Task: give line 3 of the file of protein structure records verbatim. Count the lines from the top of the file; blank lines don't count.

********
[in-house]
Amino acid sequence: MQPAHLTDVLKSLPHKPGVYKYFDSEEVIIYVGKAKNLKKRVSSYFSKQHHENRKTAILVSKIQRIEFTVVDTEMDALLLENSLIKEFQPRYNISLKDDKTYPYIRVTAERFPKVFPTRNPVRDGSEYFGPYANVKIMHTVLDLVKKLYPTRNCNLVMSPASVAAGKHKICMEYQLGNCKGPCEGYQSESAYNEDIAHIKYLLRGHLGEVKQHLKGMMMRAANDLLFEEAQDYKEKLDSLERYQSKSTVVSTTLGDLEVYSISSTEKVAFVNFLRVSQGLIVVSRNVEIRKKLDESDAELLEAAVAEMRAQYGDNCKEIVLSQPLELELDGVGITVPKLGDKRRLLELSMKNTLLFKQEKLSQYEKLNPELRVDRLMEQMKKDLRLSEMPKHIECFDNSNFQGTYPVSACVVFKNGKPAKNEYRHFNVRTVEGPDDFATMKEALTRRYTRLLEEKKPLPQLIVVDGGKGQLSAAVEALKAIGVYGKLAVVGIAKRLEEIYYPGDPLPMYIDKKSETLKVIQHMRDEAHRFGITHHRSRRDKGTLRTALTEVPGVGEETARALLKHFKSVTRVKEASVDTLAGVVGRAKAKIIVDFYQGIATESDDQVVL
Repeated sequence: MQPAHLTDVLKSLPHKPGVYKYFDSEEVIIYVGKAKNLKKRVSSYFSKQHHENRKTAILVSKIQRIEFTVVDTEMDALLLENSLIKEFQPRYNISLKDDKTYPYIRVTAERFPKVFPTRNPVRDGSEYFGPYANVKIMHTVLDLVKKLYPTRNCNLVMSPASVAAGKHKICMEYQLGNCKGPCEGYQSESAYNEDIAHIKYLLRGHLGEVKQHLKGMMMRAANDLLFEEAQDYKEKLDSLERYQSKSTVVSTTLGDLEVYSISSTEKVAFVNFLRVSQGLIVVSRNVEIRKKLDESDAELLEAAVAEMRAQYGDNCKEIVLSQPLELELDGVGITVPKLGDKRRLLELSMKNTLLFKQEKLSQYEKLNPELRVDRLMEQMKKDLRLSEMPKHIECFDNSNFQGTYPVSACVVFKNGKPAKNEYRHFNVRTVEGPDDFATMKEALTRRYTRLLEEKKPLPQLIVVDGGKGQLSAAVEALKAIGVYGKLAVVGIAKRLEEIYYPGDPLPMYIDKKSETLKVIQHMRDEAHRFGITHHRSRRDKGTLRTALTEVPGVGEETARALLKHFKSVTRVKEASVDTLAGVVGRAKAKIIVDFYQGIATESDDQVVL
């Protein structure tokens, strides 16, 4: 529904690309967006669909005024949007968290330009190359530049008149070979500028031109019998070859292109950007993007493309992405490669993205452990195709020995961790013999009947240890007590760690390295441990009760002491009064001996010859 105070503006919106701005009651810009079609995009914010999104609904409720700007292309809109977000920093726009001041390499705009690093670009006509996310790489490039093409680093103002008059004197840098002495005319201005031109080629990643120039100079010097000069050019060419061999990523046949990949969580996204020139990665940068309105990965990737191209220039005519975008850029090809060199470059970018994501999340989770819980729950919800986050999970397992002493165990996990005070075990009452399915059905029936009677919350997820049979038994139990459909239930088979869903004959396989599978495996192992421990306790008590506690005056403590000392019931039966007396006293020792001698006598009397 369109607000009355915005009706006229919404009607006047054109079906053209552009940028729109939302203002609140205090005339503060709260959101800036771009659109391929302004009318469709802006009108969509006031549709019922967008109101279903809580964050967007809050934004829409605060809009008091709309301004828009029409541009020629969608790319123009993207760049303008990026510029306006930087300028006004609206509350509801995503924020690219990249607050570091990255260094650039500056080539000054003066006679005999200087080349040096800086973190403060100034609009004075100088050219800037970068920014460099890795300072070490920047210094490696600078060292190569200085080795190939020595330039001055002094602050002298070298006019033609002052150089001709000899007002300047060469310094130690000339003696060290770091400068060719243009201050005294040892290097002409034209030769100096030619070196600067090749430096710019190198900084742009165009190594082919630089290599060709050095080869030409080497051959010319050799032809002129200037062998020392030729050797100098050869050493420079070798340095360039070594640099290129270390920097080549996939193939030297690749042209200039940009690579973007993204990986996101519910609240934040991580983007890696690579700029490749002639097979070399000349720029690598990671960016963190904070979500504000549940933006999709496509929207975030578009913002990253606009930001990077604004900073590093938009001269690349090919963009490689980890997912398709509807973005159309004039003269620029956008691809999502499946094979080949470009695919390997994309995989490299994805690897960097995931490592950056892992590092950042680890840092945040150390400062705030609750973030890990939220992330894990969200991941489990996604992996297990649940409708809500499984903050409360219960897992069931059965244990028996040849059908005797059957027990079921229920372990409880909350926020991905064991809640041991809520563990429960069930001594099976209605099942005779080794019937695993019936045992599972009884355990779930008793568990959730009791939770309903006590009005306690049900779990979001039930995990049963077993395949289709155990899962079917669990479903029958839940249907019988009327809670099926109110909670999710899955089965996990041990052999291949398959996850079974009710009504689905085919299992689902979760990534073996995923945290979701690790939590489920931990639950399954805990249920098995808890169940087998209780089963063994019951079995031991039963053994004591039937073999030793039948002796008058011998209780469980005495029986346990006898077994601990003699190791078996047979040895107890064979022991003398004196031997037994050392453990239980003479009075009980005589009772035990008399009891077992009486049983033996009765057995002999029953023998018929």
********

Repeated sequence: MQPAHLTDVLKSLPHKPGVYKYFDSEEVIIYVGKAKNLKKRVSSYFSKQHHENRKTAILVSKIQRIEFTVVDTEMDALLLENSLIKEFQPRYNISLKDDKTYPYIRVTAERFPKVFPTRNPVRDGSEYFGPYANVKIMHTVLDLVKKLYPTRNCNLVMSPASVAAGKHKICMEYQLGNCKGPCEGYQSESAYNEDIAHIKYLLRGHLGEVKQHLKGMMMRAANDLLFEEAQDYKEKLDSLERYQSKSTVVSTTLGDLEVYSISSTEKVAFVNFLRVSQGLIVVSRNVEIRKKLDESDAELLEAAVAEMRAQYGDNCKEIVLSQPLELELDGVGITVPKLGDKRRLLELSMKNTLLFKQEKLSQYEKLNPELRVDRLMEQMKKDLRLSEMPKHIECFDNSNFQGTYPVSACVVFKNGKPAKNEYRHFNVRTVEGPDDFATMKEALTRRYTRLLEEKKPLPQLIVVDGGKGQLSAAVEALKAIGVYGKLAVVGIAKRLEEIYYPGDPLPMYIDKKSETLKVIQHMRDEAHRFGITHHRSRRDKGTLRTALTEVPGVGEETARALLKHFKSVTRVKEASVDTLAGVVGRAKAKIIVDFYQGIATESDDQVVL